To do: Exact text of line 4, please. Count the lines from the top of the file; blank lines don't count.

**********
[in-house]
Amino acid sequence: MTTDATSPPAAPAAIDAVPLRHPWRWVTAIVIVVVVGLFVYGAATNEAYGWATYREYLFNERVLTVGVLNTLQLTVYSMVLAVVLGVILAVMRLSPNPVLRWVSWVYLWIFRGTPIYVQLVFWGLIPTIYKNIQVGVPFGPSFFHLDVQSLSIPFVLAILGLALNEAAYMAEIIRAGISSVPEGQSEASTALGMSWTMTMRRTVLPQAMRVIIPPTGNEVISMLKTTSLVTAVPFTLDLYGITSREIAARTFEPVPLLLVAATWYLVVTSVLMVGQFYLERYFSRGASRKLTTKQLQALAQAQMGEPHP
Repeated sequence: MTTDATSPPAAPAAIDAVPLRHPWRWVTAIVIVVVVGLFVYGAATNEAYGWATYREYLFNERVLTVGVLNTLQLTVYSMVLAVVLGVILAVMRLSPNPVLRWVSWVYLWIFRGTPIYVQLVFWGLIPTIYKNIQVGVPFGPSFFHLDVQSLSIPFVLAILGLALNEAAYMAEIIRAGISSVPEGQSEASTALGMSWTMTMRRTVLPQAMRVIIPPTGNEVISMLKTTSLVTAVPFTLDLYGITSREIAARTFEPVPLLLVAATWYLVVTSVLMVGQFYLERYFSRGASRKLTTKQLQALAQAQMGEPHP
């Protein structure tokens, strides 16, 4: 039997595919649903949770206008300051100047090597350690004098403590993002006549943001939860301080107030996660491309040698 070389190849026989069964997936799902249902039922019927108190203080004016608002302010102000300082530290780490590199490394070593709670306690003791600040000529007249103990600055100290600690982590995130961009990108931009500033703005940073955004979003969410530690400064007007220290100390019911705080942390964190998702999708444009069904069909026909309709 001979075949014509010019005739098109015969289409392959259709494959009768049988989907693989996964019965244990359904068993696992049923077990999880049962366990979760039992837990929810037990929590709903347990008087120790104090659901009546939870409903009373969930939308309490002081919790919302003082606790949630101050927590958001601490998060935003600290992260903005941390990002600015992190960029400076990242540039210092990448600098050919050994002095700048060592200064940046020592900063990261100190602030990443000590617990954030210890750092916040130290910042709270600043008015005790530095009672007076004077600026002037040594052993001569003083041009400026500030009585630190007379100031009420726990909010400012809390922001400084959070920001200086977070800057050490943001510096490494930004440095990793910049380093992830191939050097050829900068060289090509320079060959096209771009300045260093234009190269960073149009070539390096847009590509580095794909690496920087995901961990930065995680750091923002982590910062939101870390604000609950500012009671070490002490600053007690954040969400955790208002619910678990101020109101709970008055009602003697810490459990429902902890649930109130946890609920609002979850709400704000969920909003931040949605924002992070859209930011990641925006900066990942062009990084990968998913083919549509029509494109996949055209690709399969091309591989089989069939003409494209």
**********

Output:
């Protein structure tokens, strides 16, 4: 039997595919649903949770206008300051100047090597350690004098403590993002006549943001939860301080107030996660491309040698 070389190849026989069964997936799902249902039922019927108190203080004016608002302010102000300082530290780490590199490394070593709670306690003791600040000529007249103990600055100290600690982590995130961009990108931009500033703005940073955004979003969410530690400064007007220290100390019911705080942390964190998702999708444009069904069909026909309709 001979075949014509010019005739098109015969289409392959259709494959009768049988989907693989996964019965244990359904068993696992049923077990999880049962366990979760039992837990929810037990929590709903347990008087120790104090659901009546939870409903009373969930939308309490002081919790919302003082606790949630101050927590958001601490998060935003600290992260903005941390990002600015992190960029400076990242540039210092990448600098050919050994002095700048060592200064940046020592900063990261100190602030990443000590617990954030210890750092916040130290910042709270600043008015005790530095009672007076004077600026002037040594052993001569003083041009400026500030009585630190007379100031009420726990909010400012809390922001400084959070920001200086977070800057050490943001510096490494930004440095990793910049380093992830191939050097050829900068060289090509320079060959096209771009300045260093234009190269960073149009070539390096847009590509580095794909690496920087995901961990930065995680750091923002982590910062939101870390604000609950500012009671070490002490600053007690954040969400955790208002619910678990101020109101709970008055009602003697810490459990429902902890649930109130946890609920609002979850709400704000969920909003931040949605924002992070859209930011990641925006900066990942062009990084990968998913083919549509029509494109996949055209690709399969091309591989089989069939003409494209």